A visual arts research project examines the possibility of a national memorial to honour the Indigenous peoples of Australia, who endure suffering and violence in the colonial and decolonising states of Australia.
As hegemonic structures regenerate across the world, this Berlin-based exhibition explores the asymmetries of power dictating who is host and who is guest.
Ariadna Relea and Mariona Guiu contemplate female identity, stigma and choice in modern society, through the lives of five women.
Sports drama meets police procedural in a gripping exposé into a Sudanese community in the Western suburbs of Melbourne.
Anika Basset reviews Patrisse Khan-Cullors’ memoir, When They Call You a Terrorist.
Sally Percival Wood’s book, Dissent: The student press in 1960s Australia, exemplifies the power students can wield against social and political injustices.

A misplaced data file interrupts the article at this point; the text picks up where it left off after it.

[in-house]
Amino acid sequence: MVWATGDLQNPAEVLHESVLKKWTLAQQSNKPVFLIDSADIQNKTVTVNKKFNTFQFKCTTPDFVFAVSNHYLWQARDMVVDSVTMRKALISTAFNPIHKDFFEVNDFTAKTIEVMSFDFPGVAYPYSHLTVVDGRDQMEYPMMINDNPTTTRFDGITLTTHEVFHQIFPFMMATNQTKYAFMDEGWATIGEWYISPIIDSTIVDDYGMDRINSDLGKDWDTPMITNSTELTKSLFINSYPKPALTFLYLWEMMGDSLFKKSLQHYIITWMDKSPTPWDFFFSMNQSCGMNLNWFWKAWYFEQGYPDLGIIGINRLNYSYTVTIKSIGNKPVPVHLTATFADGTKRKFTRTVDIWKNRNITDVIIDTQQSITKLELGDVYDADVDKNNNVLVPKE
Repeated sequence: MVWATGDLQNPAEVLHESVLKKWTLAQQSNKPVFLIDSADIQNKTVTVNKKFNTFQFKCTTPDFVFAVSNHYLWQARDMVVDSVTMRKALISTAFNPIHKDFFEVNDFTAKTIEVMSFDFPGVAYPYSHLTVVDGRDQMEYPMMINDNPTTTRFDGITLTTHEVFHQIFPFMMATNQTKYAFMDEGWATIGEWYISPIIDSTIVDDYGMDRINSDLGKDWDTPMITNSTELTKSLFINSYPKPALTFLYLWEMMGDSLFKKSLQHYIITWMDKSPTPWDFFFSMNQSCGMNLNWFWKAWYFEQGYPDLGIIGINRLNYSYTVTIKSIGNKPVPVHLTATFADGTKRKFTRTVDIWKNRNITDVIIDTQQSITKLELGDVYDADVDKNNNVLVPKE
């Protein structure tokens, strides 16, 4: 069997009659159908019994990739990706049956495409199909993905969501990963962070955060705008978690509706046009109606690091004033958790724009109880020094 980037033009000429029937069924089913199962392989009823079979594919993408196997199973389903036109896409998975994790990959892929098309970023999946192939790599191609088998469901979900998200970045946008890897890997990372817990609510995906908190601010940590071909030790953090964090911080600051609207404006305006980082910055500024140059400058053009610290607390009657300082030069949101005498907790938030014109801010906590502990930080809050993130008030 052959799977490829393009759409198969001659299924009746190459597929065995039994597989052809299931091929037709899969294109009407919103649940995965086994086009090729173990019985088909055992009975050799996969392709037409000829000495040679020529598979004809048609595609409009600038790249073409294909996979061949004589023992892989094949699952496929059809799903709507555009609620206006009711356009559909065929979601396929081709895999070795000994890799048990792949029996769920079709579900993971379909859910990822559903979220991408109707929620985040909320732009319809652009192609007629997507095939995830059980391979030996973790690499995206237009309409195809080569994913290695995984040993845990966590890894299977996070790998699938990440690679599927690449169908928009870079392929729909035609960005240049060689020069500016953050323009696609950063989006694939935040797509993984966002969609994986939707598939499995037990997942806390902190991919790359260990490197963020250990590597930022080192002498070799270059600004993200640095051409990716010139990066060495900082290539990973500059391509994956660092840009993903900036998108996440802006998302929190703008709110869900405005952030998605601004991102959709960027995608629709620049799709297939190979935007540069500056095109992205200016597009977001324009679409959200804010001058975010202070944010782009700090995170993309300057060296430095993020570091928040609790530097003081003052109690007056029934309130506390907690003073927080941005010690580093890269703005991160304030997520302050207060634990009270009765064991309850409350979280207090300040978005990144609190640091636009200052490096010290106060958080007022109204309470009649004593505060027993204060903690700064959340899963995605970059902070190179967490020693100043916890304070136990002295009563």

The Human Rights Arts & Film Festival inspires and engages audiences with an exciting 2018 program. We review our top film picks.
Zana Fraillon’s latest novel, The Ones That Disappeared, haunts the reader with a tale of three children searching for a happy future free from slavery
Christopher Ringrose reviews Alexis Wright’s 2018 Stella Prize winning book about the Aboriginal politician and activist, Tracker Tilmouth.
Kim McGrath exposes Australia’s duplicitous diplomatic relationship with East Timor in her book, Crossing the Line.
Rob Gilchrist reviews A Rightful Place: A Road Map to Recognition, a collection of essays aiming to shed light on issues of importance to Indigenous Australians.